As one of the world’s top tourism destinations, Orlando is no stranger to people of all different backgrounds, ethnicities and gender identities. Orlando is a community built on inclusion; by welcoming so many visitors from so many different places, the city has grown into the diverse melting pot that it is today.
“It’s hard to find a community more welcoming than Orlando to people of all walks of life,” says Carlos Carbonell, president and CEO of Echo Interaction Group and president of the Orlando Tech Association. “As an immigrant, I wasn’t sure how accepting business leaders in this community would be to a gay Latinx. But what I’ve found is that Orlando is as multicultural as the millions who visit us every year and the business leadership is as diverse as the community.”
The numbers speak for themselves. Between 2010 and 2015, Orlando experienced a 21.5 percent growth rate in its minority population, placing Orlando fifth in minority growth in the U.S. ahead of more populous cities like Miami, New York and Portland. Orlando also has the second fastest-growing Spanish-speaking population in the country.
Orlando’s growth in multi-ethnicity also translates to its school systems, which cater to diverse student bodies. Orange County Public School students come from 200 countries and speak 167 different languages and dialects. And for businesses, there are diverse chambers of commerce including the Hispanic Chamber of Commerce of Metro Orlando; Prospera (formerly the Hispanic Business Initiative Fund of Florida); the African-American Chamber of Commerce of Central Florida; BBIF Florida; the Asian American Chamber of Commerce of Central Florida; and MBA Orlando, the LGBT Chamber of Commerce. Each supports the work of business owners and leaders no matter their backgrounds by providing insight, resources and connections that support the economic development of the community.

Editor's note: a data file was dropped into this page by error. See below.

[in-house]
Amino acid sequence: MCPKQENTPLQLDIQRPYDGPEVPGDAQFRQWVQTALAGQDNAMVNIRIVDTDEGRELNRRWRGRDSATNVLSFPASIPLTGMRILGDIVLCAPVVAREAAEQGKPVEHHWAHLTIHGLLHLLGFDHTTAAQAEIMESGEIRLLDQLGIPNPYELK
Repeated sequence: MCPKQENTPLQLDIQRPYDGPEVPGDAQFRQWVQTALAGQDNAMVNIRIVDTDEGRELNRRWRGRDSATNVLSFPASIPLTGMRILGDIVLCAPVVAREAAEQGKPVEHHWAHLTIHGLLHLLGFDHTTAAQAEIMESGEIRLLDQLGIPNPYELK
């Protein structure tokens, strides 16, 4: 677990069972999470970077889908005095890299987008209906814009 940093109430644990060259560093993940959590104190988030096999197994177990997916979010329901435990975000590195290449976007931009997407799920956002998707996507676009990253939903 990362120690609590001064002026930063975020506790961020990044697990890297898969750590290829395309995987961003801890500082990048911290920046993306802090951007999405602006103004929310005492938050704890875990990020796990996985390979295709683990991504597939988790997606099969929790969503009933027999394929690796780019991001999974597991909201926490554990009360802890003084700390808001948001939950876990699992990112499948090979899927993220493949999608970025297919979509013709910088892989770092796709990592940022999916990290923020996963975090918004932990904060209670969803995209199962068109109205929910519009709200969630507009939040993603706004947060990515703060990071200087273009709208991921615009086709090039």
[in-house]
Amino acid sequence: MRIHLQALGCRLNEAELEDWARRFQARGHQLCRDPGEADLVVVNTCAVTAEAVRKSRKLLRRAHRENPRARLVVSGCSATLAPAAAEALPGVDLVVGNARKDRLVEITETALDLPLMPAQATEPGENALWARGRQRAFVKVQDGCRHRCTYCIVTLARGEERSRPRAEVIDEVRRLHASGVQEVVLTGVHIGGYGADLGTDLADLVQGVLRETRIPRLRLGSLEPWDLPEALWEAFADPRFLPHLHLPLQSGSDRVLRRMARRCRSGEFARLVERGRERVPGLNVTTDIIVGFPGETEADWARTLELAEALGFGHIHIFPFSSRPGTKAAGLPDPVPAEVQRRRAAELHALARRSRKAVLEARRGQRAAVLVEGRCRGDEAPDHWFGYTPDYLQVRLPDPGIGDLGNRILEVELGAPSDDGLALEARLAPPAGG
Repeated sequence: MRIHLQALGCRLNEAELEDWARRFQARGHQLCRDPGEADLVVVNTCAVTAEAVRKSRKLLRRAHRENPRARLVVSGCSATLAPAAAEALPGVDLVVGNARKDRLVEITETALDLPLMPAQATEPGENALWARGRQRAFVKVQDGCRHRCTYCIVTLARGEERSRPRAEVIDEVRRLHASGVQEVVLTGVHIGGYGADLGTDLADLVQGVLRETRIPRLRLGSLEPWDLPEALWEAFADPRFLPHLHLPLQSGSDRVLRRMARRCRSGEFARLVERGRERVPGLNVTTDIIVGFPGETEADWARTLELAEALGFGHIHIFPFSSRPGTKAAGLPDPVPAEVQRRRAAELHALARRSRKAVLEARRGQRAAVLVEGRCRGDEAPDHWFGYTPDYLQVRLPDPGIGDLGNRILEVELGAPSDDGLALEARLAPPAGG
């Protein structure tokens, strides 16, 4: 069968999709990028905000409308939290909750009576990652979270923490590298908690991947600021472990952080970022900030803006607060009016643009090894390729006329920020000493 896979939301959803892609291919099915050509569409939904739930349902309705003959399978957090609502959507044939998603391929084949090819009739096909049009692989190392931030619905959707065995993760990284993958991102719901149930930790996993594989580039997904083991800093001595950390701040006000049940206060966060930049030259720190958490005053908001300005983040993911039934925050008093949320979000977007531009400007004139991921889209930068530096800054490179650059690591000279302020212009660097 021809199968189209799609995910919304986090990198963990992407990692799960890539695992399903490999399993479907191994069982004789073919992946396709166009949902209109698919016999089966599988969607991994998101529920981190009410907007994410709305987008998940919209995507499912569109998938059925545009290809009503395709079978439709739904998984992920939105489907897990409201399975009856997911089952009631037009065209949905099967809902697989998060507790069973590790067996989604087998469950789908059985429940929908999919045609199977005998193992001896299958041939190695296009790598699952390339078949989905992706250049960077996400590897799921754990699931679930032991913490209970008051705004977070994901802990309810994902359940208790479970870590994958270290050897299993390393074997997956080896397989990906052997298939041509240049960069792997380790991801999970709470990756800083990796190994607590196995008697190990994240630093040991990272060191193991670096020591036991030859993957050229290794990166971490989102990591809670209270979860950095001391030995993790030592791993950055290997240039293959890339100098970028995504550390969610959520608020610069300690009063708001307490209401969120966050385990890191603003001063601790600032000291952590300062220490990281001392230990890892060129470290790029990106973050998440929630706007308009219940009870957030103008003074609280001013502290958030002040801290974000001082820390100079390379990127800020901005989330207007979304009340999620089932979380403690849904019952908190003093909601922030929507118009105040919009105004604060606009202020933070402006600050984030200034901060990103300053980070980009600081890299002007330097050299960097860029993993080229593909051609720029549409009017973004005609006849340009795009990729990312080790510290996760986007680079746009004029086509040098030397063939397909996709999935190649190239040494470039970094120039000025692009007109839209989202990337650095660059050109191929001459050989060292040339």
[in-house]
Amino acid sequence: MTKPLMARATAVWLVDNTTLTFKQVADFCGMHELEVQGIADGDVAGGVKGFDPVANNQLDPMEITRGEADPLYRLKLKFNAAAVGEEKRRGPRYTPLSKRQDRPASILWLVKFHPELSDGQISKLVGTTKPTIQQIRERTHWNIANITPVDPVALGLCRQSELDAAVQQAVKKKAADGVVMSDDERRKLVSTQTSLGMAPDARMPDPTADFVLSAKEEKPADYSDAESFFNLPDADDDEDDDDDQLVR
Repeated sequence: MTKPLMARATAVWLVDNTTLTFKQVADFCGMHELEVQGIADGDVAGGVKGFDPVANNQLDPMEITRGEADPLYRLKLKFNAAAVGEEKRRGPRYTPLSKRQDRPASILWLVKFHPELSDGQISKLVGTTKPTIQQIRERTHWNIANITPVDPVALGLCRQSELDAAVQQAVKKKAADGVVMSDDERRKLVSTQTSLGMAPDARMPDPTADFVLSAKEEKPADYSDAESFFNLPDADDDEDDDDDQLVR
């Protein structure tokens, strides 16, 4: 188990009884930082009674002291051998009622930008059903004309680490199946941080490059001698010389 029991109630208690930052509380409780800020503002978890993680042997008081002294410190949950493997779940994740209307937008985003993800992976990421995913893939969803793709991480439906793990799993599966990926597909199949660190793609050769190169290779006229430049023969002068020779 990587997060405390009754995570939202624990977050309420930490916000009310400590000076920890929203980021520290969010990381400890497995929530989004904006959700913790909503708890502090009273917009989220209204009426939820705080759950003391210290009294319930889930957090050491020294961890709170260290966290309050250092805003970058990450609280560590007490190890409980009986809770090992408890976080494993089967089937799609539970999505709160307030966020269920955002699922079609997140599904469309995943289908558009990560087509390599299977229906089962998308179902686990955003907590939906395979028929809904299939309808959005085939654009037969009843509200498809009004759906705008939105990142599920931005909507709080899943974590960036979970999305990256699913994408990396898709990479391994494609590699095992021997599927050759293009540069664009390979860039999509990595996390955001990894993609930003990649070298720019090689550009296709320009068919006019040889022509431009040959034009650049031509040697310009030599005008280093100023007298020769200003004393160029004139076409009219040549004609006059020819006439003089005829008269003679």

“I think people and community are some of the biggest assets that Orlando has to offer,” said Kunal Patel, a technology and creative media professional from Michigan who now calls Orlando home.
This diversity of people has influenced local governments like the City of Orlando, which has scored the highest marks for equality in the Human Rights Campaign’s Municipal Equality Index (MEI) for the last three years in a row. This national report measures how 506 cities treat its LGBTQ residents, including municipal employment policies, health coverage, anti-discrimination laws and policies, and on reports of hate crimes.
And following last year’s tragedy at Pulse nightclub, Orlando gay pride is even more evident with rainbows seen all across town on everything from flags mounted on light poles, to rainbow lighting on downtown buildings. Even the the Walt Disney Amphitheater band shell at Lake Eola is painted in rainbow – a massive tribute to Orlando’s LGBTQ friendliness. As the world witnessed, in the face of tragedy, Orlando’s inclusive community stood together to spread a message of love and acceptance.
At its core, Orlando is a warm and welcoming region made stronger by its people who bring their unique ideas, backgrounds and perspectives. Orlando is not just a region filled with diversity – it is a place where anyone can thrive, no matter their ethnic, national, or gender identity.